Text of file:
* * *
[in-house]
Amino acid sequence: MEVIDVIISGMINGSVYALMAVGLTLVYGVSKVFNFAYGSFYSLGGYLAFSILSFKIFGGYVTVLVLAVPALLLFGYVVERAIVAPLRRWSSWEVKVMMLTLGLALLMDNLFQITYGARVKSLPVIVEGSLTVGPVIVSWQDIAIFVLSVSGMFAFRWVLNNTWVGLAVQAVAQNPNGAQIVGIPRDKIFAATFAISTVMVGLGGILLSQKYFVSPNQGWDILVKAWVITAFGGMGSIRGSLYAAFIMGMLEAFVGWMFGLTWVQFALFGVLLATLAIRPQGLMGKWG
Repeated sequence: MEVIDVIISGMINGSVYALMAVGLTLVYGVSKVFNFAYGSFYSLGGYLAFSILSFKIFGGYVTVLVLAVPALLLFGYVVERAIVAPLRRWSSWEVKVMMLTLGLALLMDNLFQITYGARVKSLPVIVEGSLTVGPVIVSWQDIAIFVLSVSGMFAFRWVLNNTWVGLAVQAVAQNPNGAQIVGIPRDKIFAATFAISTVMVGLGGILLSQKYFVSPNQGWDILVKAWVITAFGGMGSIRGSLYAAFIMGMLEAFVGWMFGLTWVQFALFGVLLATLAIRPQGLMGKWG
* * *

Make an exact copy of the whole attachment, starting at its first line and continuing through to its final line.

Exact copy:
[in-house]
Amino acid sequence: MEVIDVIISGMINGSVYALMAVGLTLVYGVSKVFNFAYGSFYSLGGYLAFSILSFKIFGGYVTVLVLAVPALLLFGYVVERAIVAPLRRWSSWEVKVMMLTLGLALLMDNLFQITYGARVKSLPVIVEGSLTVGPVIVSWQDIAIFVLSVSGMFAFRWVLNNTWVGLAVQAVAQNPNGAQIVGIPRDKIFAATFAISTVMVGLGGILLSQKYFVSPNQGWDILVKAWVITAFGGMGSIRGSLYAAFIMGMLEAFVGWMFGLTWVQFALFGVLLATLAIRPQGLMGKWG
Repeated sequence: MEVIDVIISGMINGSVYALMAVGLTLVYGVSKVFNFAYGSFYSLGGYLAFSILSFKIFGGYVTVLVLAVPALLLFGYVVERAIVAPLRRWSSWEVKVMMLTLGLALLMDNLFQITYGARVKSLPVIVEGSLTVGPVIVSWQDIAIFVLSVSGMFAFRWVLNNTWVGLAVQAVAQNPNGAQIVGIPRDKIFAATFAISTVMVGLGGILLSQKYFVSPNQGWDILVKAWVITAFGGMGSIRGSLYAAFIMGMLEAFVGWMFGLTWVQFALFGVLLATLAIRPQGLMGKWG